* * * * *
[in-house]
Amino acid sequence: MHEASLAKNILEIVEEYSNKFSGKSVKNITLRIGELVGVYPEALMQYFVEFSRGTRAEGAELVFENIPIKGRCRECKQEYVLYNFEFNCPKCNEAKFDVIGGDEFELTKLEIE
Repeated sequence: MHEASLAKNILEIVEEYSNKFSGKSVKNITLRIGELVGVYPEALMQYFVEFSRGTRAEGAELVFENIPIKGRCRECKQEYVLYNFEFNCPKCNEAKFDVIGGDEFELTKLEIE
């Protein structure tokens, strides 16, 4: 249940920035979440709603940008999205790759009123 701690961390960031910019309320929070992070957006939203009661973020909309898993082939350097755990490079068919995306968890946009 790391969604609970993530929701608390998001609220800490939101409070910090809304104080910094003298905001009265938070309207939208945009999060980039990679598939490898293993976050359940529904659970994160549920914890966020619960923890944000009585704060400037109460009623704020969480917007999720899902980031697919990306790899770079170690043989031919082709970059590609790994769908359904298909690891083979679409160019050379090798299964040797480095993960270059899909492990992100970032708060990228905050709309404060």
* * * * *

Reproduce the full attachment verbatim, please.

[in-house]
Amino acid sequence: MHEASLAKNILEIVEEYSNKFSGKSVKNITLRIGELVGVYPEALMQYFVEFSRGTRAEGAELVFENIPIKGRCRECKQEYVLYNFEFNCPKCNEAKFDVIGGDEFELTKLEIE
Repeated sequence: MHEASLAKNILEIVEEYSNKFSGKSVKNITLRIGELVGVYPEALMQYFVEFSRGTRAEGAELVFENIPIKGRCRECKQEYVLYNFEFNCPKCNEAKFDVIGGDEFELTKLEIE
């Protein structure tokens, strides 16, 4: 249940920035979440709603940008999205790759009123 701690961390960031910019309320929070992070957006939203009661973020909309898993082939350097755990490079068919995306968890946009 790391969604609970993530929701608390998001609220800490939101409070910090809304104080910094003298905001009265938070309207939208945009999060980039990679598939490898293993976050359940529904659970994160549920914890966020619960923890944000009585704060400037109460009623704020969480917007999720899902980031697919990306790899770079170690043989031919082709970059590609790994769908359904298909690891083979679409160019050379090798299964040797480095993960270059899909492990992100970032708060990228905050709309404060």